The following is a Guest Post by Emily Ausubel, a Thinking Beyond Borders alumn (2009), about her perspective of the Grupo SURF community youth program in Uvita-Bahia Ballena, Costa Rica and her personal experience of volunteering with the local kids. Thank you Emily!
Helping to Inspire Future Ocean Guardians
In 2009 Siempre Unidos para Reforzar nuestro Futuro, more commonly known as Grupo SURF, was started by Bodhi Surf School founder Travis Bays in an effort to involve local youth in Bahia Ballena, Osa, Costa Rica in pertinent conservation issues in their community. He designed the program for students in the sixth grade, the junction at which there is a particularly high drop out rate.
Friends of Grupo SURF
SURF partners with local and foreign organizations such as the KETO Foundation, La Cusinga Lodge, Outside The Lens, Bahia Aventuras, GISETC, and Holbrook Education Travel to bring a variety of activities into the SURF curriculum. Students receive surf lessons and participate in photography and poetry exercises to encourage self-awareness and creativity. They go on rainforest walks and boat tours in the protected national parks, learn about sustainable tourism and marine conservation and how to use GIS and GPS tools to map the resources in their community.
The SURF Program
Over six months of weekly meetings, SURF students progress through the “Four Waves:” Belonging, Mastery, Independence and Generosity, beginning with activities that connect them to their community and promote self-awareness. The students then gain skills of project design and management so that they can go on to plan and implement their own community projects. Finally, SURF students learn about the value of giving back to one’s community, and upon graduation from the program, they become mentors for the next generation of SURF youth.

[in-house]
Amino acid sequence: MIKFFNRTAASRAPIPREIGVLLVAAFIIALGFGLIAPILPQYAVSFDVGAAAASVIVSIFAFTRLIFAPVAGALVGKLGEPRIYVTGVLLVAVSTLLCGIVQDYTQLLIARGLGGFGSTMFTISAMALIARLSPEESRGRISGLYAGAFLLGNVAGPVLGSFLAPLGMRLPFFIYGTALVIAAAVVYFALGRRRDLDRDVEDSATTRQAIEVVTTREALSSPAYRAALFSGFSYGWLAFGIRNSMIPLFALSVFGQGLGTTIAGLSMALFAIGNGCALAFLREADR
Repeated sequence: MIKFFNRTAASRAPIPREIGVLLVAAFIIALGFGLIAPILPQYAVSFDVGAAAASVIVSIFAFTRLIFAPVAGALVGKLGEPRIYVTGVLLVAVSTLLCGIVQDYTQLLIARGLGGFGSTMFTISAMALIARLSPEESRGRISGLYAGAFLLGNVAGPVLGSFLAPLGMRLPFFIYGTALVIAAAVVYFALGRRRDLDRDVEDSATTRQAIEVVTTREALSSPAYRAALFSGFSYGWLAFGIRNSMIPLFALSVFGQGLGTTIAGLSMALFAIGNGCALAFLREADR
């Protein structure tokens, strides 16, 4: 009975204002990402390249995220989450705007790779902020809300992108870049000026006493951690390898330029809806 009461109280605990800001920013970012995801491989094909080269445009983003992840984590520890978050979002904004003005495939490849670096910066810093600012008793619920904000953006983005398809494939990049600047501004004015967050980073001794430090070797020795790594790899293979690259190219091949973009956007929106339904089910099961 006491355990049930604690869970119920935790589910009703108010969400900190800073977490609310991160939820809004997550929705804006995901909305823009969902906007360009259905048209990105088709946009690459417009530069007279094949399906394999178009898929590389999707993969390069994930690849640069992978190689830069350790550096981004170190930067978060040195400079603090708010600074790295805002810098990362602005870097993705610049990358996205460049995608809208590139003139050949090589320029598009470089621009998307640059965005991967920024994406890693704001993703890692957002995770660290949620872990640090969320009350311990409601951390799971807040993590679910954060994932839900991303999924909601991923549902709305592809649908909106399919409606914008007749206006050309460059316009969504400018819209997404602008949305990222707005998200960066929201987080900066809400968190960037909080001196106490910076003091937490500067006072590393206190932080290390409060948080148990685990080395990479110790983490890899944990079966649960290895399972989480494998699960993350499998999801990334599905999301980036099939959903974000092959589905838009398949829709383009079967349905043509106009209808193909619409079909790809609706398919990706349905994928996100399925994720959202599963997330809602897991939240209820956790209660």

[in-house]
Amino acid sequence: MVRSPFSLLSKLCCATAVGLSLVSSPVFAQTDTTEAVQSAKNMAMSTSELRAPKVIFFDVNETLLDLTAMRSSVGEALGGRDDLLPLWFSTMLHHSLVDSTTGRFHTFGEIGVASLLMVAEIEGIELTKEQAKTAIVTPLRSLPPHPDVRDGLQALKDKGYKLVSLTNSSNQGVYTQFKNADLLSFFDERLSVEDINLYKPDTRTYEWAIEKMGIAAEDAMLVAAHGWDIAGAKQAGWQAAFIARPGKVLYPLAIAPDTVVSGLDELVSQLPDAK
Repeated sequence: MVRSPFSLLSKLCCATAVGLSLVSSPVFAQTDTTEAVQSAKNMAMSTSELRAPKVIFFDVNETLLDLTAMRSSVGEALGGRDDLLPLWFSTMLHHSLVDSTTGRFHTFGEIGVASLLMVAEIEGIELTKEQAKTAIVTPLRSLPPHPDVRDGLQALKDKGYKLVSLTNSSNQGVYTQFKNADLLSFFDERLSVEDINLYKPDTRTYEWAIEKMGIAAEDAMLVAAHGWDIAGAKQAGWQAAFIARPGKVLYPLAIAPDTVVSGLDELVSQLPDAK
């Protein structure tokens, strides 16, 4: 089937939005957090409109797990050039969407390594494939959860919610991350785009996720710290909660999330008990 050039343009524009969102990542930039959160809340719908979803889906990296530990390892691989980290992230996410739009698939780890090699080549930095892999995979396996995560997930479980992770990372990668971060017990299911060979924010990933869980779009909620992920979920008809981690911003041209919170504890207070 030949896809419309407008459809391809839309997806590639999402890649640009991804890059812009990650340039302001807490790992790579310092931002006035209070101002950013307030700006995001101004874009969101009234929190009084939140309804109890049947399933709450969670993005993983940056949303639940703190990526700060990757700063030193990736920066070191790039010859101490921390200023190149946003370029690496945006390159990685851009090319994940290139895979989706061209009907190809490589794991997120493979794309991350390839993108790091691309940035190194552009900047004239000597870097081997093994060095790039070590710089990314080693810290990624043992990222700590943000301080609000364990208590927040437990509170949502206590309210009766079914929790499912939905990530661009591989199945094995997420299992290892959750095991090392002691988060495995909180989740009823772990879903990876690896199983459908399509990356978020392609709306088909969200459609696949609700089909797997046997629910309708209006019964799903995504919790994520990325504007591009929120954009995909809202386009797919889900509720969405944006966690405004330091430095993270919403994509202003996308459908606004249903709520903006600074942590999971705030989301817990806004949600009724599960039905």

Service with Grupo SURF
I worked with Travis during July and August, helping him compile resources to publicize the group and also spending time with the kids. The work I did with the children centered primarily on creative art activities in which I encouraged the children to view their community and the resources it contains from new perspectives. I held photography lessons and then took the children on walks around the community to shoot their own frames. I also facilitated nature art activities during which the children created collages solely using natural materials. One of the activities was a community diagnostic walk of Bahia Ballena-Uvita, in which I proposed to the kids a question about the community and then gave them the task of deciding where in town they could find the answer. The most difficult question proved to be the town’s population. We ended the tour with an asterisk next to the question and the decision to return to it another day. The next morning, I was walking into town when Maria Paula, a member of the SURF group, ran up to me, visibly excited. “Emily! My mother is going to the health center this afternoon, and I told her to ask Bahia Ballena’s population!” Maria Paula’s eagerness was rejuvenating and inspiring, revealing to me the potential of the children’s curiosity and persistence. Later that day, I found a small piece of torn paper on my pillow. “873”, it said.
Author: Emily Ausubel – Alumn Thinking Beyond Borders 2009